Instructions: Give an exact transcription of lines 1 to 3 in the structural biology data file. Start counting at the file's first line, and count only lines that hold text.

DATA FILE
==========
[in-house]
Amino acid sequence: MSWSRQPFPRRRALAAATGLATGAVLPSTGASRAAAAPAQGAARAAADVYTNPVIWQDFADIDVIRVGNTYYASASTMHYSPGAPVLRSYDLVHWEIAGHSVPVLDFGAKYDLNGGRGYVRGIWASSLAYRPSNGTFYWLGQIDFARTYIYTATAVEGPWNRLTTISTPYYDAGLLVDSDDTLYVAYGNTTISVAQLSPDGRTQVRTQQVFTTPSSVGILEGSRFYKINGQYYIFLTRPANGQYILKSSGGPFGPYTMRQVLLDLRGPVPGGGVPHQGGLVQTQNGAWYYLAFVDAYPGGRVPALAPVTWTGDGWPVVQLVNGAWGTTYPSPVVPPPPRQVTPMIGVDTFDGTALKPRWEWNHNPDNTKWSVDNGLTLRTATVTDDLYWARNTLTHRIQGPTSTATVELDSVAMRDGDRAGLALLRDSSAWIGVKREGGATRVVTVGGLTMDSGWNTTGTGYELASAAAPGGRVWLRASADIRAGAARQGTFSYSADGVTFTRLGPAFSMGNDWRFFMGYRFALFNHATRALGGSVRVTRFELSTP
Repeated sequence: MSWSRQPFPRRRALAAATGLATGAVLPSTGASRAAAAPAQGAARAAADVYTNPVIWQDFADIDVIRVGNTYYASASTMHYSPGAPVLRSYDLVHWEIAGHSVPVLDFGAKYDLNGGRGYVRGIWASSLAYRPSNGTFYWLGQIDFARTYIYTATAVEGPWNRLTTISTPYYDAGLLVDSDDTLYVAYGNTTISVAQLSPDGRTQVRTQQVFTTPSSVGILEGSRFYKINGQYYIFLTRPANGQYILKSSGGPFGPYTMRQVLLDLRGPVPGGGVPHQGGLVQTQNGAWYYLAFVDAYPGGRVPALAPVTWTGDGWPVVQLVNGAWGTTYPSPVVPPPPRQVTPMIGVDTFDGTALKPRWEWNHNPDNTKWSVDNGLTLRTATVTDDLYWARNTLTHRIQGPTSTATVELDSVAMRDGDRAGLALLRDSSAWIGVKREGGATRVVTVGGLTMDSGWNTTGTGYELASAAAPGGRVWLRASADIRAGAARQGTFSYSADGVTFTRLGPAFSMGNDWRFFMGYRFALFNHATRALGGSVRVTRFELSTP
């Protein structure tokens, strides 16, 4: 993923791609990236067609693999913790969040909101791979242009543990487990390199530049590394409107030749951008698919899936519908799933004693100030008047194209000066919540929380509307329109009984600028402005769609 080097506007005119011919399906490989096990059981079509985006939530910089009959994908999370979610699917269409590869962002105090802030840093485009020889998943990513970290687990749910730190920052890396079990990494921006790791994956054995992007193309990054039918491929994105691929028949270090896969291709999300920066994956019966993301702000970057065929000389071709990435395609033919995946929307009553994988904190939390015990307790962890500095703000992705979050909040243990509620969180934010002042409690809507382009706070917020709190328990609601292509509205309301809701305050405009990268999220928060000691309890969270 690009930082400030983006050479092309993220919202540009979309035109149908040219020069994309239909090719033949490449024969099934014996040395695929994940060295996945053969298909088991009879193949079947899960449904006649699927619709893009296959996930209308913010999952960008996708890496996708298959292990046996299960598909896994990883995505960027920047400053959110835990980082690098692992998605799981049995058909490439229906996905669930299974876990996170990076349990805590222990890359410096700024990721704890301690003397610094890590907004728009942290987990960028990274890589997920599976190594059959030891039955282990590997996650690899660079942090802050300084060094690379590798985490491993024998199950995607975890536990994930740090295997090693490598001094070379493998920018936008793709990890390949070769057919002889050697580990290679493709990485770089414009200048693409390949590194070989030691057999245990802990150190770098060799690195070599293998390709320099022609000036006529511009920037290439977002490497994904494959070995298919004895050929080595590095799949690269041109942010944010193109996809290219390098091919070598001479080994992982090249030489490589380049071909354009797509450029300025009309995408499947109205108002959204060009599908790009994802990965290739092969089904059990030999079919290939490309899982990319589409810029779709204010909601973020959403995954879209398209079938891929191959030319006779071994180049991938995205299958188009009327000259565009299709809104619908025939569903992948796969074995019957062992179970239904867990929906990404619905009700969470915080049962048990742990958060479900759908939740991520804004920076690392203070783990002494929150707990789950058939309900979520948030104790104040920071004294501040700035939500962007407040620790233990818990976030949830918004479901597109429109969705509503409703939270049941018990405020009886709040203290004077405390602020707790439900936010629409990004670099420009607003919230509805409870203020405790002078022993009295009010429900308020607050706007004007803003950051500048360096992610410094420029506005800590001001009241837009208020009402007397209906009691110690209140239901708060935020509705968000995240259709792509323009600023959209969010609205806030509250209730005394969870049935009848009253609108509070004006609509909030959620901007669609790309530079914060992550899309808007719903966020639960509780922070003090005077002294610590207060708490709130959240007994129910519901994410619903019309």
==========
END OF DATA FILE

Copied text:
[in-house]
Amino acid sequence: MSWSRQPFPRRRALAAATGLATGAVLPSTGASRAAAAPAQGAARAAADVYTNPVIWQDFADIDVIRVGNTYYASASTMHYSPGAPVLRSYDLVHWEIAGHSVPVLDFGAKYDLNGGRGYVRGIWASSLAYRPSNGTFYWLGQIDFARTYIYTATAVEGPWNRLTTISTPYYDAGLLVDSDDTLYVAYGNTTISVAQLSPDGRTQVRTQQVFTTPSSVGILEGSRFYKINGQYYIFLTRPANGQYILKSSGGPFGPYTMRQVLLDLRGPVPGGGVPHQGGLVQTQNGAWYYLAFVDAYPGGRVPALAPVTWTGDGWPVVQLVNGAWGTTYPSPVVPPPPRQVTPMIGVDTFDGTALKPRWEWNHNPDNTKWSVDNGLTLRTATVTDDLYWARNTLTHRIQGPTSTATVELDSVAMRDGDRAGLALLRDSSAWIGVKREGGATRVVTVGGLTMDSGWNTTGTGYELASAAAPGGRVWLRASADIRAGAARQGTFSYSADGVTFTRLGPAFSMGNDWRFFMGYRFALFNHATRALGGSVRVTRFELSTP
Repeated sequence: MSWSRQPFPRRRALAAATGLATGAVLPSTGASRAAAAPAQGAARAAADVYTNPVIWQDFADIDVIRVGNTYYASASTMHYSPGAPVLRSYDLVHWEIAGHSVPVLDFGAKYDLNGGRGYVRGIWASSLAYRPSNGTFYWLGQIDFARTYIYTATAVEGPWNRLTTISTPYYDAGLLVDSDDTLYVAYGNTTISVAQLSPDGRTQVRTQQVFTTPSSVGILEGSRFYKINGQYYIFLTRPANGQYILKSSGGPFGPYTMRQVLLDLRGPVPGGGVPHQGGLVQTQNGAWYYLAFVDAYPGGRVPALAPVTWTGDGWPVVQLVNGAWGTTYPSPVVPPPPRQVTPMIGVDTFDGTALKPRWEWNHNPDNTKWSVDNGLTLRTATVTDDLYWARNTLTHRIQGPTSTATVELDSVAMRDGDRAGLALLRDSSAWIGVKREGGATRVVTVGGLTMDSGWNTTGTGYELASAAAPGGRVWLRASADIRAGAARQGTFSYSADGVTFTRLGPAFSMGNDWRFFMGYRFALFNHATRALGGSVRVTRFELSTP